New in version 3.4.
Replica set members can lag behind the primary due to network
congestion, low disk throughput, long-running operations, etc. The read
maxStalenessSeconds option lets you specify a maximum
replication lag, or "staleness", for reads from secondaries. When a secondary's estimated staleness exceeds
maxStalenessSeconds, the client stops using it for read operations.
maxStalenessSeconds read preference option is intended for
applications that read from secondaries and want to avoid reading
from a secondary that has fallen overly far behind in replicating
the primary's writes. For example, a secondary might stop
replicating due to a network outage between itself and the primary.
In that case, the client should stop reading from the secondary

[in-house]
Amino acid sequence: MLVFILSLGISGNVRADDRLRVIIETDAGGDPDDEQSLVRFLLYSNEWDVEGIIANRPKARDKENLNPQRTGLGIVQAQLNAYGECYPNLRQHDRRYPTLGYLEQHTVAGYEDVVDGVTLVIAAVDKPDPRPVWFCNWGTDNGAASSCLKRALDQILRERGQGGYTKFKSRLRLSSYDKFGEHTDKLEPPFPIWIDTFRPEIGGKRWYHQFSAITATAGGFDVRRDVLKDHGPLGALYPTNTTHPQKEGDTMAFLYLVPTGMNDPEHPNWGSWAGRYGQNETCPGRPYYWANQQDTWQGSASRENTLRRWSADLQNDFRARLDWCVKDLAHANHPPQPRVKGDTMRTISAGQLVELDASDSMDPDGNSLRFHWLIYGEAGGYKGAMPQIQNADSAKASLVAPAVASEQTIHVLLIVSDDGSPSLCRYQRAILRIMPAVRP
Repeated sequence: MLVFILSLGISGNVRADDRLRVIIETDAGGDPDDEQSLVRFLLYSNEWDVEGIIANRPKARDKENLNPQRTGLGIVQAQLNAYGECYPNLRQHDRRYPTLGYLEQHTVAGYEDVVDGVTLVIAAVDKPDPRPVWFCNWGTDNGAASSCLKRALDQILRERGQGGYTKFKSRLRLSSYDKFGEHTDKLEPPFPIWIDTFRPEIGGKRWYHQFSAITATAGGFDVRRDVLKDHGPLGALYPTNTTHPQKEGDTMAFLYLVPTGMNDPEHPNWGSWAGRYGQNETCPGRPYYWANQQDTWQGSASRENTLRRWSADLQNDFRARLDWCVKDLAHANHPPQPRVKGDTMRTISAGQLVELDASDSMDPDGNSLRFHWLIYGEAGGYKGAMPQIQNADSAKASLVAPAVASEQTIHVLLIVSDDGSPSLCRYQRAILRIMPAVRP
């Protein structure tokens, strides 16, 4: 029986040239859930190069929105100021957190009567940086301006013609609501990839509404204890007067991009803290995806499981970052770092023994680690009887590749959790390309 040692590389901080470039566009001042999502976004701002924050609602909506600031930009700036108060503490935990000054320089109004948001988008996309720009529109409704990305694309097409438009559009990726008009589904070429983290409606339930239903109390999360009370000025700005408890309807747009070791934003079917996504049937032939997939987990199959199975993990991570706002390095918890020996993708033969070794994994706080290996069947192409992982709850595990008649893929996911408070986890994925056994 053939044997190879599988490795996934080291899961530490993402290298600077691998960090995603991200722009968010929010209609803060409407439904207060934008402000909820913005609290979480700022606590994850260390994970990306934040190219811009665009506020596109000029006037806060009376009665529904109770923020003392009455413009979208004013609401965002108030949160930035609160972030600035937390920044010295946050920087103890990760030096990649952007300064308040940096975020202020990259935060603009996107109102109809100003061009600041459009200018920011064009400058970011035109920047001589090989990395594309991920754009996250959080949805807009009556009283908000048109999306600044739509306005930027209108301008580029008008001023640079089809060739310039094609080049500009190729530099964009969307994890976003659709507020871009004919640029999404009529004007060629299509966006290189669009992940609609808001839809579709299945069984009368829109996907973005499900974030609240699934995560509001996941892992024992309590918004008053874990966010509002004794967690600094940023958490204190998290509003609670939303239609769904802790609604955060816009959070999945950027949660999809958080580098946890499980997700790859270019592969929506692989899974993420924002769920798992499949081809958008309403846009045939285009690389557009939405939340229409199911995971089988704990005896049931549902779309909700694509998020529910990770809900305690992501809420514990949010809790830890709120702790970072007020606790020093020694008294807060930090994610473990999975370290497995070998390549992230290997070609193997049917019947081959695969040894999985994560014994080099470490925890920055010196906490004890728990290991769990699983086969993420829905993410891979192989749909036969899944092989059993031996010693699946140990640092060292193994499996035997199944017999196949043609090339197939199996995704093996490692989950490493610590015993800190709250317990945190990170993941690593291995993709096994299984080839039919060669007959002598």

until an administrator resolves the outage and the secondary catches
maxStalenessSeconds, all of the
MongoDB instances in your deployment must be using MongoDB 3.4 or
later. If any instances are on an earlier version of MongoDB, the
mongos will raise an error.
You can specify
maxStalenessSeconds with the following read
When selecting a server for a read operation with
estimate how stale each secondary is by comparing the secondary's last
write to that of the primary. The client will then direct the read
operation to a secondary whose estimated lag is less than or equal to
If there is no primary, the client uses the secondary with the most recent write for the comparison.
By default, there is no maximum staleness and clients will not consider a secondary's lag when choosing where to direct a read operation.
You must specify a
maxStalenessSeconds value of 90 seconds or
longer: specifying a smaller
maxStalenessSeconds value will raise
an error. Clients estimate secondaries' staleness by periodically
checking the latest write date of each replica set member. Since these
checks are infrequent, the staleness estimate is coarse. Thus, clients
cannot enforce a
maxStalenessSeconds value of less than 90 seconds.